The meeting was, in the eyes of many in the media, a box-office flop.

But it was the now customary post-meeting handshake between leaders that raised more scrutiny and analysis, particularly amongst the House of Cards-watching community. Indeed, Trump’s handshakes with other world leaders have not been without controversy before – with Trump’s renowned ‘handshake of death’ generating great attention (and even ridicule) worldwide. For many, these ‘diplomatic power-plays’ from Trump are undoubtedly attempts at asserting his own Presidential (or ‘Unpresidented’) alpha-male dominance or masculinity with other world leaders, whilst perhaps simultaneously highlighting his own insecurities and tactlessness in the process. For instance, Japanese prime minister, Shinzo Abe, was left reeling after an excruciating 19-second handshake back in February.


On the other hand, and in the same month, Canadian Prime Minister Justin Trudeau sparked the ‘resistance’ with what has been described as the ‘biggest display of dominance in the history of Canada‘.


In May, newly-elected French President Emmanuel Macron created more handshake headlines after their intense stare-down and unbreakable handclasp had seemingly put Trump on the back foot. For Macron, it was “a moment of truth”, in no way innocent, and entirely intentional. Given Trump’s recent decision to pull out of the Paris Climate Agreement, this was a power play that projected the message that France wouldn’t be making “small concessions, even symbolic ones” to a Trump presidency.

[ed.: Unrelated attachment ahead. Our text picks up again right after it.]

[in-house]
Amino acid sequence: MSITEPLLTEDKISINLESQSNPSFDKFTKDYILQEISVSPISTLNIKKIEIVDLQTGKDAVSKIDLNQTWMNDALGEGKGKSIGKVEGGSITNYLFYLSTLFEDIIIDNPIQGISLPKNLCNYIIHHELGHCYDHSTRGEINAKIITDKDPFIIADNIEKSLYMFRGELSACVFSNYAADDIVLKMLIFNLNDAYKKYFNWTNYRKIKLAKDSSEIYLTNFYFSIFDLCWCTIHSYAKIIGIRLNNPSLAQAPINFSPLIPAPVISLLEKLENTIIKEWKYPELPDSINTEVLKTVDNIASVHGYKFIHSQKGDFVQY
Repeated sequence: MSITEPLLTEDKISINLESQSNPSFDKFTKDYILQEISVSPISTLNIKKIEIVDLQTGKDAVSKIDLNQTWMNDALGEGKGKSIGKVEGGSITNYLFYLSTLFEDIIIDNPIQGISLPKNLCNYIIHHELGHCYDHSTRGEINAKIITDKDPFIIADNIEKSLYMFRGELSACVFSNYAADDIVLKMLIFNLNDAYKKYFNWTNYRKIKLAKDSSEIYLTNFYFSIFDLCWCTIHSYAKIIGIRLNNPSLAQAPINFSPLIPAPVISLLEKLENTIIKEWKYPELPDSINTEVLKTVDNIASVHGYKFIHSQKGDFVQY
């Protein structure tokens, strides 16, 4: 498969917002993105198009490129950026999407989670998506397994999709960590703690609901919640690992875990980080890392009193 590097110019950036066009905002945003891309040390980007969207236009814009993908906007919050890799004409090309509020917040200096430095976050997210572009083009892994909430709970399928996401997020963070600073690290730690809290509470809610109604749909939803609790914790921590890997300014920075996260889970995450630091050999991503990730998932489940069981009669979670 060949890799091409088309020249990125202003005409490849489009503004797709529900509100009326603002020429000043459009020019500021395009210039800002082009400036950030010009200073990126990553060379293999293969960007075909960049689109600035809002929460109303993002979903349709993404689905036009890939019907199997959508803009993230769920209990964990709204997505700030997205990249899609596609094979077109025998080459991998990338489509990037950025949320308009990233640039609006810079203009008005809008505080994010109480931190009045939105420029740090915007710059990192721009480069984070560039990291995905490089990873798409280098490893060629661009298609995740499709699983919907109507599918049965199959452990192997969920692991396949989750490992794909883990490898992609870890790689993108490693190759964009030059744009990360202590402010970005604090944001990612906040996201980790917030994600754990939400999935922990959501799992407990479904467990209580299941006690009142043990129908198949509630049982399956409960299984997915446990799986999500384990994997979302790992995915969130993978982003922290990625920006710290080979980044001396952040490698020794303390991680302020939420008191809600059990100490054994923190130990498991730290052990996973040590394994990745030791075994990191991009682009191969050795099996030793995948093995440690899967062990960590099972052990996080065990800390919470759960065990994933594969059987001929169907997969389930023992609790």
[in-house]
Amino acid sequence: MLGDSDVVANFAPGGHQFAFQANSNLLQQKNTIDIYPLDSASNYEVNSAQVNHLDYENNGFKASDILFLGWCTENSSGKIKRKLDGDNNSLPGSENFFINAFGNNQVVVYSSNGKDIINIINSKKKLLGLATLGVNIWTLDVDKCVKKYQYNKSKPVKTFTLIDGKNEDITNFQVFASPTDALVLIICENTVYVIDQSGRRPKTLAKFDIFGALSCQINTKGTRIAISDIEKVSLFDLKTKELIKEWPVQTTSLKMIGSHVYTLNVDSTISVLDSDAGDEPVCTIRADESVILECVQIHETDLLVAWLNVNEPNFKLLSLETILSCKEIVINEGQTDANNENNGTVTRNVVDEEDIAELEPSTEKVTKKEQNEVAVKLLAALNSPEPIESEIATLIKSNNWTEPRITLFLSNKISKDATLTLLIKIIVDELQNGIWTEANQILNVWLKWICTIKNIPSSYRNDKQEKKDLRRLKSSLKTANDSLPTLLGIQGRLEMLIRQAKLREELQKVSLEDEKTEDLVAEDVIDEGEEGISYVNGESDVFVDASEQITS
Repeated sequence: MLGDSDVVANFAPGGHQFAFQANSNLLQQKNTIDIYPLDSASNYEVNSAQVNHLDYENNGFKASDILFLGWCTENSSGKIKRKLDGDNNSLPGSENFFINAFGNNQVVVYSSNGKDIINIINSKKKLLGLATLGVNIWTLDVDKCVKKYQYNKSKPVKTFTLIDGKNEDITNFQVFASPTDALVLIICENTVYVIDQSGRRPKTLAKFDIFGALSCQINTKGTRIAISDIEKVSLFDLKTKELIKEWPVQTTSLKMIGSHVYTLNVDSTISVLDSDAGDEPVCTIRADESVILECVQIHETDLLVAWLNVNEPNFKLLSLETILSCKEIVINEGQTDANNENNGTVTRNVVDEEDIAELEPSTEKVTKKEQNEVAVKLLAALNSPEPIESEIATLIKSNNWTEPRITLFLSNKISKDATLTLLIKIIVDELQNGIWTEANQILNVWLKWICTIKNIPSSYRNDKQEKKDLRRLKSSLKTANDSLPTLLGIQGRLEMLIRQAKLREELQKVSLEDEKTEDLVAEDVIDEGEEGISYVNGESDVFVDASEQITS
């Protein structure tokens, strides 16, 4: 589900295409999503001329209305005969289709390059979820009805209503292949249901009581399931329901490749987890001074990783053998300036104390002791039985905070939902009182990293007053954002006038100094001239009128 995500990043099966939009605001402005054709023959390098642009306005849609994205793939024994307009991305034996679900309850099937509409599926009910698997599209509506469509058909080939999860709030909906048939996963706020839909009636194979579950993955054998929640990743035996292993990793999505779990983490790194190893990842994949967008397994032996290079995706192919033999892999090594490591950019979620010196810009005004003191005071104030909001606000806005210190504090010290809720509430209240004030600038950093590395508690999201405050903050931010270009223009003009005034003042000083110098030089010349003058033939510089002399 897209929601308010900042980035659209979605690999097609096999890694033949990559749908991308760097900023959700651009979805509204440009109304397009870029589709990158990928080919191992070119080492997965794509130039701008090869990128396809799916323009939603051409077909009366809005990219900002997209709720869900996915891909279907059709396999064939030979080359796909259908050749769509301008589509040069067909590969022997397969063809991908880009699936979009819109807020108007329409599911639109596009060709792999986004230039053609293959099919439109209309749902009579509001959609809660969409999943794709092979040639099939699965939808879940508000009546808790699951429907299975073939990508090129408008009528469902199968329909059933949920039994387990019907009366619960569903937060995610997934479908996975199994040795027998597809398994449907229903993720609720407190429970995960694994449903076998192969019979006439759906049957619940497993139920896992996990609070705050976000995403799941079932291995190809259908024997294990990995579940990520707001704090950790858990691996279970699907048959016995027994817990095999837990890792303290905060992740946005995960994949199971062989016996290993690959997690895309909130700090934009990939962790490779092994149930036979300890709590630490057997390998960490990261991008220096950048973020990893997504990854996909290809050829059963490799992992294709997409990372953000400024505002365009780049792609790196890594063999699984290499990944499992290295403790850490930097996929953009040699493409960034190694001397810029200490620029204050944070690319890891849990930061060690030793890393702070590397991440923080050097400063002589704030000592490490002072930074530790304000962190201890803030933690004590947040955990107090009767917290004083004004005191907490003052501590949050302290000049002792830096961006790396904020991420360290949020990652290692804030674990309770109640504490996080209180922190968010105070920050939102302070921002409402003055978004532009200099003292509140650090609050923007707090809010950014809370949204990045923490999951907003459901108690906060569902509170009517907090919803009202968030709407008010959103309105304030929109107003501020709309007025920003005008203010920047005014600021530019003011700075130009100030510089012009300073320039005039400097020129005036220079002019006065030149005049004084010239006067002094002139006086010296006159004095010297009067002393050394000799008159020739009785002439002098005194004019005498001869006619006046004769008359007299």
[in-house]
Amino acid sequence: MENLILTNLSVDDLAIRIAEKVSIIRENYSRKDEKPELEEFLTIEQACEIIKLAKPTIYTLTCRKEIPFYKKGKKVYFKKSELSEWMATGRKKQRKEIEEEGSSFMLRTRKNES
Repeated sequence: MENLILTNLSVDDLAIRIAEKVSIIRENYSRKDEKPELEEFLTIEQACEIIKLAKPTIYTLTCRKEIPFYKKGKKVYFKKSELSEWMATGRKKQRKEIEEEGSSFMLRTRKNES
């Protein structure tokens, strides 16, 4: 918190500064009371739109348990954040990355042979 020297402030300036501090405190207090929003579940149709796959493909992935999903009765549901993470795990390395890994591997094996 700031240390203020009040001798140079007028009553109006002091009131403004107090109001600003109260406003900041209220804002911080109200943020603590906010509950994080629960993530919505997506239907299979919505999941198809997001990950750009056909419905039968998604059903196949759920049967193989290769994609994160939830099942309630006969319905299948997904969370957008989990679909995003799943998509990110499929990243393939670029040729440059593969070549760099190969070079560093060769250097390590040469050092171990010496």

(see also, CNN’s second-by-second analysis of the Trump-Macron ‘marathon’ handshake during July’s recent Bastille Day)


In January, shortly after Trump was inaugurated, it was holding hands, not handshakes, that caused controversy. During Theresa May’s first state visit to the U.S., Trump and May appeared to ‘hold hands’ whilst walking the colonnade of the White House. What could also be said of apparent attempts to avoid Trump’s hand during the meeting of dignitaries and Poland’s First Lady in recent months? It would seem, evidently, that there is far more to be said on the geopolitical and diplomatic significance/symbolism of ‘the handshake’, especially in the era of a Trump presidency.